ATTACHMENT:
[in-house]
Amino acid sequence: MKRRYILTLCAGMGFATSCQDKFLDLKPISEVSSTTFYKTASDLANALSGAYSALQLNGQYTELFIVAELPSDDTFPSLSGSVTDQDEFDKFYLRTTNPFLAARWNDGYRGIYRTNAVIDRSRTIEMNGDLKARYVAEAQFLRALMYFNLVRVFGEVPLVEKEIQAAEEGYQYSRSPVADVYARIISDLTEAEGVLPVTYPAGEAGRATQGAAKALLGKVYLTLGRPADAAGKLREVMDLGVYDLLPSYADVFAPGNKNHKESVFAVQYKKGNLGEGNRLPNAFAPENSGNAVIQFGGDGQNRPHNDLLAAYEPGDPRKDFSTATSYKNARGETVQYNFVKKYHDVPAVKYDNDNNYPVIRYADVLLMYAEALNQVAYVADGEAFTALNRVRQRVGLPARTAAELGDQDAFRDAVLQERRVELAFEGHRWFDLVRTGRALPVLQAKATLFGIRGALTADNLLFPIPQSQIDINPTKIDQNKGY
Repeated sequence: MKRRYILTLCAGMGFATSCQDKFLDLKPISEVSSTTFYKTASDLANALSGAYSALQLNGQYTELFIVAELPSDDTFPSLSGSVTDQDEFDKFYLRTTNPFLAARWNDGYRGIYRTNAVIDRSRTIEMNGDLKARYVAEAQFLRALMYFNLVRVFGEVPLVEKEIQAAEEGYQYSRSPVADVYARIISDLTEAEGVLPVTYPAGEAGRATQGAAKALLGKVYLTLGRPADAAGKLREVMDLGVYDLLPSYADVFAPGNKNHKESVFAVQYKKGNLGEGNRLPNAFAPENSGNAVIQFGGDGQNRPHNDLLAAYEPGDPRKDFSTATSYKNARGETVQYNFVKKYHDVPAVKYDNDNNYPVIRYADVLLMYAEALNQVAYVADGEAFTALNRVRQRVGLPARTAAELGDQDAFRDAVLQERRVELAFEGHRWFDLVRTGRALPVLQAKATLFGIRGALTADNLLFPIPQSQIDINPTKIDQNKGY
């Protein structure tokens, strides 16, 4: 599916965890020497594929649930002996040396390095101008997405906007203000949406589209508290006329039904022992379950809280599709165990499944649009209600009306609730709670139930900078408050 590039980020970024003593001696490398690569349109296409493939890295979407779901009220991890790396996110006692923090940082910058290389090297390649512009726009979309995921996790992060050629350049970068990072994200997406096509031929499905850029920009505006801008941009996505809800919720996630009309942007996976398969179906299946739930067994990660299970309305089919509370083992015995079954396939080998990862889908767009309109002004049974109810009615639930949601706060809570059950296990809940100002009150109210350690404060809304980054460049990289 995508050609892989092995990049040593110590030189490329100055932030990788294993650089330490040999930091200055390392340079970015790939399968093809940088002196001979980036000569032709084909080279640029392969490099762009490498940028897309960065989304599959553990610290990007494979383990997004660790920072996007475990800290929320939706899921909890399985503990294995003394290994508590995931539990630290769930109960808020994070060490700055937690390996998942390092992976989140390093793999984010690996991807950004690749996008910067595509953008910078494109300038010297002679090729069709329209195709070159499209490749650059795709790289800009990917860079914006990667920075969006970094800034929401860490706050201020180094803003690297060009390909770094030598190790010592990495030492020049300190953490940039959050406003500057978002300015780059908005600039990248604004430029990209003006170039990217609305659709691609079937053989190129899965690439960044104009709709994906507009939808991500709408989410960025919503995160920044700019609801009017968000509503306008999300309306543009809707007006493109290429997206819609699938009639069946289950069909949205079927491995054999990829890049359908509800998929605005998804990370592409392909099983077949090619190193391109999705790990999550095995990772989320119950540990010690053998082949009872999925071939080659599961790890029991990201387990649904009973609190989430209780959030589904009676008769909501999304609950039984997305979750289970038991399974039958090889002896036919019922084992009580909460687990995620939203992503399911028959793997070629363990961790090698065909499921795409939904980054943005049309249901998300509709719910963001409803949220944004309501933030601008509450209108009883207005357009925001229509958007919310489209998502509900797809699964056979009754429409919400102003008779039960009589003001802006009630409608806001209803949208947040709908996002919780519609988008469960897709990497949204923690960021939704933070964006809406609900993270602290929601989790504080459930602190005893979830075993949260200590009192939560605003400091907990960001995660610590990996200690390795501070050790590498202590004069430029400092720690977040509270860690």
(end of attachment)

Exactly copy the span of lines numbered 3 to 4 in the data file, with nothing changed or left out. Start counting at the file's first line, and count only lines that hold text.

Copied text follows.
Repeated sequence: MKRRYILTLCAGMGFATSCQDKFLDLKPISEVSSTTFYKTASDLANALSGAYSALQLNGQYTELFIVAELPSDDTFPSLSGSVTDQDEFDKFYLRTTNPFLAARWNDGYRGIYRTNAVIDRSRTIEMNGDLKARYVAEAQFLRALMYFNLVRVFGEVPLVEKEIQAAEEGYQYSRSPVADVYARIISDLTEAEGVLPVTYPAGEAGRATQGAAKALLGKVYLTLGRPADAAGKLREVMDLGVYDLLPSYADVFAPGNKNHKESVFAVQYKKGNLGEGNRLPNAFAPENSGNAVIQFGGDGQNRPHNDLLAAYEPGDPRKDFSTATSYKNARGETVQYNFVKKYHDVPAVKYDNDNNYPVIRYADVLLMYAEALNQVAYVADGEAFTALNRVRQRVGLPARTAAELGDQDAFRDAVLQERRVELAFEGHRWFDLVRTGRALPVLQAKATLFGIRGALTADNLLFPIPQSQIDINPTKIDQNKGY
């Protein structure tokens, strides 16, 4: 599916965890020497594929649930002996040396390095101008997405906007203000949406589209508290006329039904022992379950809280599709165990499944649009209600009306609730709670139930900078408050 590039980020970024003593001696490398690569349109296409493939890295979407779901009220991890790396996110006692923090940082910058290389090297390649512009726009979309995921996790992060050629350049970068990072994200997406096509031929499905850029920009505006801008941009996505809800919720996630009309942007996976398969179906299946739930067994990660299970309305089919509370083992015995079954396939080998990862889908767009309109002004049974109810009615639930949601706060809570059950296990809940100002009150109210350690404060809304980054460049990289 995508050609892989092995990049040593110590030189490329100055932030990788294993650089330490040999930091200055390392340079970015790939399968093809940088002196001979980036000569032709084909080279640029392969490099762009490498940028897309960065989304599959553990610290990007494979383990997004660790920072996007475990800290929320939706899921909890399985503990294995003394290994508590995931539990630290769930109960808020994070060490700055937690390996998942390092992976989140390093793999984010690996991807950004690749996008910067595509953008910078494109300038010297002679090729069709329209195709070159499209490749650059795709790289800009990917860079914006990667920075969006970094800034929401860490706050201020180094803003690297060009390909770094030598190790010592990495030492020049300190953490940039959050406003500057978002300015780059908005600039990248604004430029990209003006170039990217609305659709691609079937053989190129899965690439960044104009709709994906507009939808991500709408989410960025919503995160920044700019609801009017968000509503306008999300309306543009809707007006493109290429997206819609699938009639069946289950069909949205079927491995054999990829890049359908509800998929605005998804990370592409392909099983077949090619190193391109999705790990999550095995990772989320119950540990010690053998082949009872999925071939080659599961790890029991990201387990649904009973609190989430209780959030589904009676008769909501999304609950039984997305979750289970038991399974039958090889002896036919019922084992009580909460687990995620939203992503399911028959793997070629363990961790090698065909499921795409939904980054943005049309249901998300509709719910963001409803949220944004309501933030601008509450209108009883207005357009925001229509958007919310489209998502509900797809699964056979009754429409919400102003008779039960009589003001802006009630409608806001209803949208947040709908996002919780519609988008469960897709990497949204923690960021939704933070964006809406609900993270602290929601989790504080459930602190005893979830075993949260200590009192939560605003400091907990960001995660610590990996200690390795501070050790590498202590004069430029400092720690977040509270860690």